Novak Djokovic sounds like a man ready to embrace the chase.
Already at 15 Grand Slam titles, Djokovic is now only two majors behind Rafael Nadal’s total of 17, and five shy of Roger Federer’s men’s record of 20.
So a day after winning the Australian Open for his third Slam trophy in a row, Djokovic was asked about whether he is pursuing them.
It’s the sort of thing some athletes — including Nadal, repeatedly, over the years — downplay or try to deflect entirely. Not Djokovic. He’s owning this.
“Well, if I’m still playing and winning Slams, I think it’s logical to conclude that I am,” he said at a photo shoot Monday. “I’m blessed to be able to win 15. I know there are two guys ahead of me now, in the history of the most Slams won, but I still have time. I’m not rushing.”
That’s his team’s theme.
Late Sunday night at Melbourne Park, Djokovic’s coach, Marian Vajda, couldn’t stop smiling as he dissected the unbelievably lopsided 6-3, 6-2, 6-3 victory over Nadal in the final — and its larger significance.
Yes, Vajda said, a record seventh championship in Australia means a lot. But he was interested in discussing a different tally.
“More important is the other number that he’s getting up to, 15. It’s an incredible, incredible number. I don’t want to go too far, but he’s in a very good position now for going for a little bit more,” Vajda said. “But 20 is still far away. A lot of things can happen. At the moment, Novak feels really good about reaching, maybe, another Grand Slam victory.”
Just one more?
“Yes, one more,” Vajda said with a hearty laugh, his voice rising as he fiddled with his tournament accreditation pass. “And then one more. And then one more. And then one more! One by one. Absolutely, his long-term goal is to reach Rafa’s number and, if it’s possible — and his age allows it — Roger’s. Why not?”
A year removed from surgery to his right elbow, Djokovic is pain-free, ranked No. 1 and, perhaps, better than ever.
The near-perfection with which he won his last two matches — a combined 58 winners and 14 unforced errors in his semifinal and final — was something Djokovic termed “pleasantly surprising” and Nadal considered “the highest level possible.”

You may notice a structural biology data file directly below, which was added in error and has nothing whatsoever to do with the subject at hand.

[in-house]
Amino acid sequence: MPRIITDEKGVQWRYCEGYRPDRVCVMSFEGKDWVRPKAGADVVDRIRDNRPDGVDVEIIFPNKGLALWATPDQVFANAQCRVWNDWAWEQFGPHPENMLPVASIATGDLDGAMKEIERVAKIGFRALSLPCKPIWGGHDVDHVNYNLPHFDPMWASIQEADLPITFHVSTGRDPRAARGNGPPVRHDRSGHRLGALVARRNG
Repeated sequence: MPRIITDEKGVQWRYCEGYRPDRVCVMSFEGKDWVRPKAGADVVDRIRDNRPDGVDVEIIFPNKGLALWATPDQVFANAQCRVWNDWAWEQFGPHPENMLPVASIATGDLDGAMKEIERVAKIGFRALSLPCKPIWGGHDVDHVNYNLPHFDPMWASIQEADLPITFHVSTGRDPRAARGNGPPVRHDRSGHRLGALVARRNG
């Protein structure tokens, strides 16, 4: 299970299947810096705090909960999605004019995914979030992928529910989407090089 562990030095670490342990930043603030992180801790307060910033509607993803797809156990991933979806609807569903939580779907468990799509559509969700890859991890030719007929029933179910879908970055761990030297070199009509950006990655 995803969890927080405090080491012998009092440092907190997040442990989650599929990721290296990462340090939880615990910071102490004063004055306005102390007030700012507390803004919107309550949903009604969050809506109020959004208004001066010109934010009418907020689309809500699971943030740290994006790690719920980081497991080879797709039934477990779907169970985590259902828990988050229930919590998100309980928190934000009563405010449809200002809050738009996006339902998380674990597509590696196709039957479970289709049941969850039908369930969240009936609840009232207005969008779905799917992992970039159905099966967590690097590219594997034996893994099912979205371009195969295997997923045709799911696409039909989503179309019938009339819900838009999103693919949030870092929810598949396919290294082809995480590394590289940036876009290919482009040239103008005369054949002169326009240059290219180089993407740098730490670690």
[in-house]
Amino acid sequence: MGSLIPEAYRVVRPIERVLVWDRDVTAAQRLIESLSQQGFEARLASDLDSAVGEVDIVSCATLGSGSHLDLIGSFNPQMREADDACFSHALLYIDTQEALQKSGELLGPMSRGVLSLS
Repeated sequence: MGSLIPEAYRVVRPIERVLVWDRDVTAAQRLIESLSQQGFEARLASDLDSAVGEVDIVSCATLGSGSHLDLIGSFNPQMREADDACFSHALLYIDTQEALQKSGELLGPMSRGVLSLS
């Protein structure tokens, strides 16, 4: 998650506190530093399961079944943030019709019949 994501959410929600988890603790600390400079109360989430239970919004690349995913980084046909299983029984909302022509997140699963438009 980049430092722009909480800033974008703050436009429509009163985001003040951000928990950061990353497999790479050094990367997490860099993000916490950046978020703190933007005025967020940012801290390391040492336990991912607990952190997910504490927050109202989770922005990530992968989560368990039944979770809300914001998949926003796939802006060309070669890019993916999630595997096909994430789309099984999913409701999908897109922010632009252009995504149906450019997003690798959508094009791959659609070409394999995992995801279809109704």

Against Nadal, who hadn’t dropped a set in the tournament or a service game since the first round, Djokovic managed five breaks. He also won 25 of the first 26 points he served.
“During the whole match, Novak was very disciplined,” was Vajda’s assessment. “He had so many ups. He didn’t have any downs.”
And so it is that everything seems in play at the moment for Djokovic.
Four major titles in a row, something he already accomplished from 2015-16: Why not?
A calendar-year Grand Slam, something no man has done since Rod Laver in 1969: Why not?
Catching up to, and eventually surpassing, Nadal and Federer: Why not?
When Djokovic’s childhood idol, Pete Sampras, won the 2002 U.S. Open by beating his greatest rival, Andre Agassi, in the final, it raised his Grand Slam count to 14. At that point, no other man in the sport’s history had more than 12.
Federer, Nadal and Djokovic had a combined zero major championships back then. Look where that trio stands now.
Sampras had just turned 31 and would never play another match on tour.
Federer is 37, Nadal is 32, and Djokovic is 31. This is a different time.
As Vajda put it: “Roger is an example for all of us.”
So, yes, maybe Federer will add to his total. Nadal seems certain to, especially on the French Open’s red clay.
It’ll be fascinating to see where Djokovic winds up.
“I do want to definitely focus myself on continuing to improve my game and maintaining the overall well-being that I have — mental, physical, emotional — so I would be able to compete at such a high level for the years to come,” Djokovic said, “and have a shot at eventually getting closer to Roger’s record.”